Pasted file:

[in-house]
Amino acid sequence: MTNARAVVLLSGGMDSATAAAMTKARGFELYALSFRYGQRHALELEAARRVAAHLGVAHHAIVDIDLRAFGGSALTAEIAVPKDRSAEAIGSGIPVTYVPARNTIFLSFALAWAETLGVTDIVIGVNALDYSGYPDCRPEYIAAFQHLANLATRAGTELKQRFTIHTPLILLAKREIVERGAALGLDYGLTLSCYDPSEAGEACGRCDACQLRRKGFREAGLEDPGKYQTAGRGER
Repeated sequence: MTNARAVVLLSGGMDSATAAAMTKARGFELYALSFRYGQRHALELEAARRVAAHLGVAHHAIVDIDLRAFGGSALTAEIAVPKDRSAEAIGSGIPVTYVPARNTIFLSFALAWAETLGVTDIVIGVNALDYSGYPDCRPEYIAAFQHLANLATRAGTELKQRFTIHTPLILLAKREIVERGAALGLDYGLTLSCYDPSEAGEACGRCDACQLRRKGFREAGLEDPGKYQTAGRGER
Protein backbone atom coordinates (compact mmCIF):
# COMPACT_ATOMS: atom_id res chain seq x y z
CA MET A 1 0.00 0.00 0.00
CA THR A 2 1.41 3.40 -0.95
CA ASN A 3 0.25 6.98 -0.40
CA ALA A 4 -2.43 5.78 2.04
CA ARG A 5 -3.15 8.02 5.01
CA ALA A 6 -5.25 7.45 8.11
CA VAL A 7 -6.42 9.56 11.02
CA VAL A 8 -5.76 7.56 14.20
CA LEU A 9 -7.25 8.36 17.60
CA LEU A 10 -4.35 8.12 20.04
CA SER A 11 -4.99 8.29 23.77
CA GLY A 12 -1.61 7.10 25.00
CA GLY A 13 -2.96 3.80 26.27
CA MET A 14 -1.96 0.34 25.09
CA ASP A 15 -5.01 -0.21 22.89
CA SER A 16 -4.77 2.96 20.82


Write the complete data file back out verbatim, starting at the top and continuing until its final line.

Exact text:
[in-house]
Amino acid sequence: MTNARAVVLLSGGMDSATAAAMTKARGFELYALSFRYGQRHALELEAARRVAAHLGVAHHAIVDIDLRAFGGSALTAEIAVPKDRSAEAIGSGIPVTYVPARNTIFLSFALAWAETLGVTDIVIGVNALDYSGYPDCRPEYIAAFQHLANLATRAGTELKQRFTIHTPLILLAKREIVERGAALGLDYGLTLSCYDPSEAGEACGRCDACQLRRKGFREAGLEDPGKYQTAGRGER
Repeated sequence: MTNARAVVLLSGGMDSATAAAMTKARGFELYALSFRYGQRHALELEAARRVAAHLGVAHHAIVDIDLRAFGGSALTAEIAVPKDRSAEAIGSGIPVTYVPARNTIFLSFALAWAETLGVTDIVIGVNALDYSGYPDCRPEYIAAFQHLANLATRAGTELKQRFTIHTPLILLAKREIVERGAALGLDYGLTLSCYDPSEAGEACGRCDACQLRRKGFREAGLEDPGKYQTAGRGER
Protein backbone atom coordinates (compact mmCIF):
# COMPACT_ATOMS: atom_id res chain seq x y z
CA MET A 1 0.00 0.00 0.00
CA THR A 2 1.41 3.40 -0.95
CA ASN A 3 0.25 6.98 -0.40
CA ALA A 4 -2.43 5.78 2.04
CA ARG A 5 -3.15 8.02 5.01
CA ALA A 6 -5.25 7.45 8.11
CA VAL A 7 -6.42 9.56 11.02
CA VAL A 8 -5.76 7.56 14.20
CA LEU A 9 -7.25 8.36 17.60
CA LEU A 10 -4.35 8.12 20.04
CA SER A 11 -4.99 8.29 23.77
CA GLY A 12 -1.61 7.10 25.00
CA GLY A 13 -2.96 3.80 26.27
CA MET A 14 -1.96 0.34 25.09
CA ASP A 15 -5.01 -0.21 22.89
CA SER A 16 -4.77 2.96 20.82